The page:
Much of the west side of downtown Ottawa is a food desert. Consolidation has been happening in the grocery business for a long time. Individual vegetable mongers and butchers gave way to the one-stop shopping convenience of the groceteria, then the larger grocery store, and most recently the Superstore, whether in big-box malls or spread across the urban fabric.
The resulting decline and disappearance of the smaller stores inevitably leaves some greater distance between the remaining or new grocery outlets. This space is sometimes called a food desert. Like any ecosystem, it also offers a niche for the nimble and specialized.
Walking along Somerset just a few doors west of Rochester I found a small raincloud of hope. Urban Grocery and Fine Foods has just opened. I talked to Jeanette about her hopes for the store.
As befitting the first day open status, there were more package goods than fresh. But there was fresh bread, dairy, and fruit. She plans to expand these departments as sales increase and turnover justifies bringing in more perishables. It’s the old chicken and egg situation. Speaking of which, eggs were reasonably priced. The supplying dairy is Cochrane’s which is apparently reputed to be more creamy than the mass-market dairies.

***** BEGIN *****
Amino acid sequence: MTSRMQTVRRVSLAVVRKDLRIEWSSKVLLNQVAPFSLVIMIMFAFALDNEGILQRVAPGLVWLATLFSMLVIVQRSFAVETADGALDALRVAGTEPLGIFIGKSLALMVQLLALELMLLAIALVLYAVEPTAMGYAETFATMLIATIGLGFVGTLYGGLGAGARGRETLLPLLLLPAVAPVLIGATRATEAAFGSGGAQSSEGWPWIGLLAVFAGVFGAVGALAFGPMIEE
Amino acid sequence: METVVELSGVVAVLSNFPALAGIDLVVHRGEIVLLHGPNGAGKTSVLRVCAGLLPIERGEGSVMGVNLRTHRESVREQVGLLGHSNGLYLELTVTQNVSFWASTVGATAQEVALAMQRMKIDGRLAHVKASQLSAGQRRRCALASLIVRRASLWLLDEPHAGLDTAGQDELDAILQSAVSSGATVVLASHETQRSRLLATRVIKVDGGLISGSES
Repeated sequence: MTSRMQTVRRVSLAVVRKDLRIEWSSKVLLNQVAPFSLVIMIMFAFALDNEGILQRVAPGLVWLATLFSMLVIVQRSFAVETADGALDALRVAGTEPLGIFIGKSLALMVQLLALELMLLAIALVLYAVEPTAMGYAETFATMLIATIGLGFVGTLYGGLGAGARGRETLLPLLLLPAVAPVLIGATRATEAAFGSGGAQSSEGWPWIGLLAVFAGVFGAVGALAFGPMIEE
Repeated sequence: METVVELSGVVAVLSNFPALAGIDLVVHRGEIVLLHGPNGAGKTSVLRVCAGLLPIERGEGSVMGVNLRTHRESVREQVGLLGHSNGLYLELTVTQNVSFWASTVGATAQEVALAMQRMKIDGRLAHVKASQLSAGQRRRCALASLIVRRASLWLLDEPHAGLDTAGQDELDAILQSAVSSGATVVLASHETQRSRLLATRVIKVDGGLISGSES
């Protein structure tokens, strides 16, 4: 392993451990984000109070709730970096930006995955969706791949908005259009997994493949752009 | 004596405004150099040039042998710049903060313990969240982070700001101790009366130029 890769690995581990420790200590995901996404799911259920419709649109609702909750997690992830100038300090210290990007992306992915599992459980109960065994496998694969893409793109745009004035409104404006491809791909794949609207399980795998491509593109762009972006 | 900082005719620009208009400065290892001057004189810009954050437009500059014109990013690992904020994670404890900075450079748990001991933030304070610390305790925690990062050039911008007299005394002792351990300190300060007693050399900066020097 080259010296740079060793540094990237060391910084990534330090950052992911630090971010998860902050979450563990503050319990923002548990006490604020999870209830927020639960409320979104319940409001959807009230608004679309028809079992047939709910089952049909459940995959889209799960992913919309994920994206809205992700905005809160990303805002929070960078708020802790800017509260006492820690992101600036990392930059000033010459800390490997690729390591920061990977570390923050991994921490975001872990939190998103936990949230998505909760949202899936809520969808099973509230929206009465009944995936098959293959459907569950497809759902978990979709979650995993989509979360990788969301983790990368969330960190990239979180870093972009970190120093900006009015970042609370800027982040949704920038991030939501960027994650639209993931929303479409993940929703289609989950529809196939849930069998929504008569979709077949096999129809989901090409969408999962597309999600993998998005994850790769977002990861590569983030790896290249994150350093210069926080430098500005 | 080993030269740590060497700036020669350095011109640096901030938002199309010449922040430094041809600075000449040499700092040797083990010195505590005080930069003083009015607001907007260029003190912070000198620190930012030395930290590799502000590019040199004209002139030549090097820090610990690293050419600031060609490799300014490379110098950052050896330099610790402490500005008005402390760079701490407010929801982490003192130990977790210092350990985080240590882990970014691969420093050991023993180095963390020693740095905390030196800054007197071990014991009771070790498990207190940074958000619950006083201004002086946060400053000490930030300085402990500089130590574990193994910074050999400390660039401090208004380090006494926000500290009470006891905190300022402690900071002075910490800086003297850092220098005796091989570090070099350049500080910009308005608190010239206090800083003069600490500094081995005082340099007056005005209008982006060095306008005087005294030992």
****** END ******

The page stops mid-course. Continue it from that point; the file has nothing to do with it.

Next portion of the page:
The store decor had a variety of “retro” fixtures:
The store stocks are variety of goods with an emphasis on local suppliers, fair trade, gluten-free, organics, etc. Obviously, she cannot compete with the giants on price, but the store is big enough to have a good selection of stuffs for the speciality market and the in-between grocery runs.
Her main outside sign isn’t yet up, but the store is easy to spot by the colourful window paintings.
Outside on the sidewalk I spotted a Zodiac Mouse twitching his nose in anticipation of a morsel of cheese. For Mr Mouse and the residents in the area, the drought may be ending.